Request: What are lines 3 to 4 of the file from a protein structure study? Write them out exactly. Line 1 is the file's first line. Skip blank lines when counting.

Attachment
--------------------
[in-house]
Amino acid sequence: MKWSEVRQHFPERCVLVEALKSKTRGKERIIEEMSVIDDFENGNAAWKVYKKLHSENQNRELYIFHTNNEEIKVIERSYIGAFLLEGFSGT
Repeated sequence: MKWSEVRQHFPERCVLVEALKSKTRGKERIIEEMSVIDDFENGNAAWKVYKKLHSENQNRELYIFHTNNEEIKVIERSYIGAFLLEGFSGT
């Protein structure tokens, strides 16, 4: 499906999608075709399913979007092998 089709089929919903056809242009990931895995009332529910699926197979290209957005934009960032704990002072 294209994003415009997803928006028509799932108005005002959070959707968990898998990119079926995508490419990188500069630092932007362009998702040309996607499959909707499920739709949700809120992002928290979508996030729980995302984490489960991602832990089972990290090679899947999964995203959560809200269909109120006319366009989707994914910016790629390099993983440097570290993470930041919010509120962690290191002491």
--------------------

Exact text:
Repeated sequence: MKWSEVRQHFPERCVLVEALKSKTRGKERIIEEMSVIDDFENGNAAWKVYKKLHSENQNRELYIFHTNNEEIKVIERSYIGAFLLEGFSGT
């Protein structure tokens, strides 16, 4: 499906999608075709399913979007092998 089709089929919903056809242009990931895995009332529910699926197979290209957005934009960032704990002072 294209994003415009997803928006028509799932108005005002959070959707968990898998990119079926995508490419990188500069630092932007362009998702040309996607499959909707499920739709949700809120992002928290979508996030729980995302984490489960991602832990089972990290090679899947999964995203959560809200269909109120006319366009989707994914910016790629390099993983440097570290993470930041919010509120962690290191002491």